Biography of Elena Vakhevich (Sister Agnessa, OP)

Born into a merchant family in Moscow in 1882. She was a friend of Anna Abrikosova from their years in the lycee. She completed higher education, converted to Catholicism and entered the Abrikosova community of Dominican Sisters, where she took the name Sr. Agnessa. She organized an illegal school for parish children in her own apartment. March 10, 1924, she was arrested in Moscow along with a group of Russian Catholics. May 19, 1924 – sentenced under Article 61 of the Criminal Code of the RSFSR to five years in prison [OGPU Collegium]. Sent to the Irkutsk political isolator. February 28, 1929 – sent to Siberia for three years [OGPU Collegium]. From March 1929 she was in a village outside Kirensk in Irkutsk region, from where she was released, but prohibited from living in the six major cities and the borderland regions for a period of three years. From 1931 she lived in Smolensk, where she gave private lessons. On the night of October 8/9, 1933, she was arrested and drawn into the investigation in the second case against Anna Abrikosova and others. February 19, 1934 – sentenced under Articles 58-10 and 58-11 of the Criminal Code of the RSFSR to eight years in the corrective labor camps [OGPU Collegium]. In April 1934 she was at the 13th Section of Bamlag (at Birobidzhan Station on the Ussuriisk Railroad), where she died of typhoid in the autumn of 1935 or early 1936 (exact date of death unknown). Sources: GARF, f. 8409, op. 1, d. 26, l. 158; d. 74, l. 22; d. 75, l. 52-55; d. 108, l. 1; d. 113, l. 1, 199; d. 251, l. 118-120; d. 252, l. 118; d. 338, l. 183-187, 200; d. 340, l. 57, 63, 236; d. 366, l. 152, 159-161; d. 809, l. 16, 20; d. 1474, l. 30-38; Osipova (1996), p. 157; Osipova (1999), pp. 63-64, 327; Abrikosova et al. (1924 and 1934)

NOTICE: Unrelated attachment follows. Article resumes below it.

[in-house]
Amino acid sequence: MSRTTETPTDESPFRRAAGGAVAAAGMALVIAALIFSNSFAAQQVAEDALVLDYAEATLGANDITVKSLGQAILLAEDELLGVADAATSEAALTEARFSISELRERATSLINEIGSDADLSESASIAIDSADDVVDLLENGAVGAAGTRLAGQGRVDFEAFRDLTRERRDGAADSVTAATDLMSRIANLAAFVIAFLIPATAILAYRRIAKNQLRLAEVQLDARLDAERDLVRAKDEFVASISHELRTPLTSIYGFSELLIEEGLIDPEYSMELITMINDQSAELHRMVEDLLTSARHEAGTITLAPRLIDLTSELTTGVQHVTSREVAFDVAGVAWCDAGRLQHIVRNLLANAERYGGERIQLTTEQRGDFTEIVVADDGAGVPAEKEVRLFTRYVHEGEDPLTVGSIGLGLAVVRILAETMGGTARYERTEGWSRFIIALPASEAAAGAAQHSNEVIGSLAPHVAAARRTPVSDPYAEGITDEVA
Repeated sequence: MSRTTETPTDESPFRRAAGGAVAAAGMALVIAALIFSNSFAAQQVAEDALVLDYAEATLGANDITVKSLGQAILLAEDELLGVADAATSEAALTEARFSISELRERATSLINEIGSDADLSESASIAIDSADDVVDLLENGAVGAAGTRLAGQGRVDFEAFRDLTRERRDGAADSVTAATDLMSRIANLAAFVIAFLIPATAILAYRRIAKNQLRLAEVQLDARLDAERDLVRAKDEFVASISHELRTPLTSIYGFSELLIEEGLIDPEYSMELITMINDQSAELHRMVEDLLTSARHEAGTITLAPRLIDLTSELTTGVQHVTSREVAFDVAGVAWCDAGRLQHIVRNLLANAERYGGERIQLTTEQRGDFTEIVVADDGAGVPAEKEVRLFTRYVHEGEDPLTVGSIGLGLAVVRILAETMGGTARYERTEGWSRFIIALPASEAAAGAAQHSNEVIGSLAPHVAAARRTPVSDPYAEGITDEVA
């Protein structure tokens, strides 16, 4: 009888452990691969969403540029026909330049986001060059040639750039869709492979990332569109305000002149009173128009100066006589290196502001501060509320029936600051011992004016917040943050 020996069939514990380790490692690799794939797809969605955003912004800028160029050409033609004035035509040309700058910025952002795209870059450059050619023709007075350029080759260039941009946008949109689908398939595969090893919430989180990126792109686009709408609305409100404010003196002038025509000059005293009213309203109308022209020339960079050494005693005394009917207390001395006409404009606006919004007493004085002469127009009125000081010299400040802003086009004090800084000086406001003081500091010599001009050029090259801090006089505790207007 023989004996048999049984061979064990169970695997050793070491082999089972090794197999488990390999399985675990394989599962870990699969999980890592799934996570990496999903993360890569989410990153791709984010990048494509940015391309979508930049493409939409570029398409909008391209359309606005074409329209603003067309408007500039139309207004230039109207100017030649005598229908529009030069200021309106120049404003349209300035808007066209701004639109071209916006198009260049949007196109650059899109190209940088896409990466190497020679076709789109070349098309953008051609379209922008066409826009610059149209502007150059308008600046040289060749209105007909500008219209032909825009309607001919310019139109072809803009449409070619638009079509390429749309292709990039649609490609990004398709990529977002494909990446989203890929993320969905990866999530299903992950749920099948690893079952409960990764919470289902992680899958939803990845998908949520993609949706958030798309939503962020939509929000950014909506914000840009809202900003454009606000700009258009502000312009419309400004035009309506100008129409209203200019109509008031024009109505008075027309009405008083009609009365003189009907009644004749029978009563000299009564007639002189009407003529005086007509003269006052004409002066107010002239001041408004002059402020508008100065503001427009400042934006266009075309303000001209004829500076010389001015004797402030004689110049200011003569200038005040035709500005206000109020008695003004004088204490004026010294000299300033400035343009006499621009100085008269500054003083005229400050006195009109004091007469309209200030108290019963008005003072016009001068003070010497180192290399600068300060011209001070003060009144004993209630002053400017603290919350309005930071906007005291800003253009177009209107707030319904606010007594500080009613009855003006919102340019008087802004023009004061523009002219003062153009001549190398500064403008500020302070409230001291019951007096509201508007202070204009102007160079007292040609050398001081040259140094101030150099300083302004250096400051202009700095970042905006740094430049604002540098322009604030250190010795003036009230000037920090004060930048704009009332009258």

Variant Names:
Vakhevich. Elena; Sister Agnessa, OP; Vakhevich, Elena Vasil'evna (Agnessa)
Moscow (Russia); Siberia (Russia); Irkutsk (Russia); Kirenskiĭ uezd (Russia); Smolensk (Russia); Birobidzhanskiĭ raĭon (Russia)
female; clergy and religious; died in prison